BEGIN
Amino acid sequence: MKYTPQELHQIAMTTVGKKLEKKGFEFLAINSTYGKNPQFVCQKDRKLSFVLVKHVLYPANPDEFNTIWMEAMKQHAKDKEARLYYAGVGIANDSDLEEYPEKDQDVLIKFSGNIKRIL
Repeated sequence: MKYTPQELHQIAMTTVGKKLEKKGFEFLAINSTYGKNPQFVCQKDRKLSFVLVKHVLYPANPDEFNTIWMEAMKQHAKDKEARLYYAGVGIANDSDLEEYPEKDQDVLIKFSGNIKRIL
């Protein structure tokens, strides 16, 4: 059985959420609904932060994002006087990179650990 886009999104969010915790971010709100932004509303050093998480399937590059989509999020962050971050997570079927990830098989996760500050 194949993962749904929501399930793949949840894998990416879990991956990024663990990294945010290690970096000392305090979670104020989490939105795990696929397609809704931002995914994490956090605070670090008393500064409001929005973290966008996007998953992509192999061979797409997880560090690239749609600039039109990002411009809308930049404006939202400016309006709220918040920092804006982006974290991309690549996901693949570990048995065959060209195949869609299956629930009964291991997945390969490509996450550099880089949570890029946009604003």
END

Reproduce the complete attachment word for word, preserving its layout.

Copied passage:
Amino acid sequence: MKYTPQELHQIAMTTVGKKLEKKGFEFLAINSTYGKNPQFVCQKDRKLSFVLVKHVLYPANPDEFNTIWMEAMKQHAKDKEARLYYAGVGIANDSDLEEYPEKDQDVLIKFSGNIKRIL
Repeated sequence: MKYTPQELHQIAMTTVGKKLEKKGFEFLAINSTYGKNPQFVCQKDRKLSFVLVKHVLYPANPDEFNTIWMEAMKQHAKDKEARLYYAGVGIANDSDLEEYPEKDQDVLIKFSGNIKRIL
């Protein structure tokens, strides 16, 4: 059985959420609904932060994002006087990179650990 886009999104969010915790971010709100932004509303050093998480399937590059989509999020962050971050997570079927990830098989996760500050 194949993962749904929501399930793949949840894998990416879990991956990024663990990294945010290690970096000392305090979670104020989490939105795990696929397609809704931002995914994490956090605070670090008393500064409001929005973290966008996007998953992509192999061979797409997880560090690239749609600039039109990002411009809308930049404006939202400016309006709220918040920092804006982006974290991309690549996901693949570990048995065959060209195949869609299956629930009964291991997945390969490509996450550099880089949570890029946009604003």